Six takeaways from Gov. Kelly’s State of the State address


Gov. Laura Kelly offered up her sixth State of the State speech Wednesday night, weaving her agenda with the success of rural Kansas.

She used rural Kansas as the jumping off point for her vision of the state as she enters the second year of her second term as the state’s chief executive.

She emphasized the importance of expanding Medicaid, opposing school vouchers, improving accessibility to child care, cutting taxes and conserving water to keep Kansas strong and vital.

“As strong as we are as a state overall, if we’re going to reach new heights, we can’t just support growth in Overland Park, in Wichita and in Lawrence,” Kelly said.

“Garden City, Independence and Goodland need our attention, too.”

Kelly’s map for the state is intended to not only be for this year, but for her next three years in office.

Here are six takeaways from the governor’s address to a joint session of the Kansas Legislature on Wednesday night.

Medicaid expansion

If  the last six months of Kansas politics have told you anything, it is very clear that Kelly is not letting go of Medicaid expansion – ever.

It’s been an issue since she ran for office in 2018, and it’s back again for a sixth time in 2024. This time, Kelly tied Medicaid expansion to the success of rural Kansas, where many GOP lawmakers reside.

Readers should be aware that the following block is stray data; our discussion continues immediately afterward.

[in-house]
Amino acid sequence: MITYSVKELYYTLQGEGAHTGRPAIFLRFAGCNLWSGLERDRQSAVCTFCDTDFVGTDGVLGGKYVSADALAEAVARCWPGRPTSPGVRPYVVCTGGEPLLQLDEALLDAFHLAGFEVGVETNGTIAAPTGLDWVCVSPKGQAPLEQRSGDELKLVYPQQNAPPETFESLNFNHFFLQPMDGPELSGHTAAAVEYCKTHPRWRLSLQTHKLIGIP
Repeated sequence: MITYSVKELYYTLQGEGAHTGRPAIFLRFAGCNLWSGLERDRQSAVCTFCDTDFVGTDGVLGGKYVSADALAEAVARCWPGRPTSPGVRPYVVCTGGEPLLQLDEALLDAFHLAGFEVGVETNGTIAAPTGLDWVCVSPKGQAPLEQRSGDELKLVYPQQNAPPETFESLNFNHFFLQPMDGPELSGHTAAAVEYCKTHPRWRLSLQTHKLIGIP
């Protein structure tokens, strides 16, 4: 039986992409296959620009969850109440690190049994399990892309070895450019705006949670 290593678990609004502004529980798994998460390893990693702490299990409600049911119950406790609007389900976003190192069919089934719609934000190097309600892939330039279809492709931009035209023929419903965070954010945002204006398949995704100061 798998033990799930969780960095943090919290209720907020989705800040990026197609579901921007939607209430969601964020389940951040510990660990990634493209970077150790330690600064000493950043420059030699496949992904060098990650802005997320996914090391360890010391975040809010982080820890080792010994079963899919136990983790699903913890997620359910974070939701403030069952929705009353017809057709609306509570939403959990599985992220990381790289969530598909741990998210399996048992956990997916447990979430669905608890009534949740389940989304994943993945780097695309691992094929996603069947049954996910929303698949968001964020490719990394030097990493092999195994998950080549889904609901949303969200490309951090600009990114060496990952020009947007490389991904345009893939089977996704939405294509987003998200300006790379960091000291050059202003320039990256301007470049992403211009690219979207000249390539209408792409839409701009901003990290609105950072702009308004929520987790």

“Simply put, our rural hospitals are not doing well. In just the past decade, eight have closed down – including Herington Hospital, which shut its doors in October after 104 years in operation. Soon after that, Fort Scott lost its emergency room – a gut punch to a community already reeling from the loss of its hospital four years ago.”

She added that 59 more hospitals are at risk of closing.

“At this point, not expanding Medicaid is akin to giving up on your rural hospitals, your rural communities, your rural constituents. I refuse to do that. And you should too.”

She suggested that if lawmakers were allowed to vote on Medicaid expansion, they would support the initiative, suggesting that Republican leaders were keeping the issue bottled up without a vote of the House and Senate chambers

“This should not be a partisan issue, and in fact, I believe that if the issue were put to a vote today, the majority of you in this chamber would support it.

“Yet there are some who are so adamantly opposed to expansion that they won’t even give you the opportunity to debate and to vote.”


Kelly made it clear once again that she would veto any bill that would divert public education dollars to private schools.

“Vouchers will crush our rural schools, plain and simple,” Kelly said.

“Believe me, if you represent a rural area and you’re out there pushing for vouchers, you’ll be hearing from parents back home – wondering why you’ve turned your back on their schools, and why you’ve prioritized private schools hundreds of miles away,” she said.

She predicted that any proposal that would take money from public education and send it to private schools would cost rural Kansas schools.

“The loss of local schools would mean the loss of a special way of life, going right at the heart of what it means to live in a small town.

“When kids have to take the bus to another town, miles away … you lose those grocery store run-ins with your kids’ teachers … you lose the bake sales, you lose the school plays,” Kelly said.

Early childhood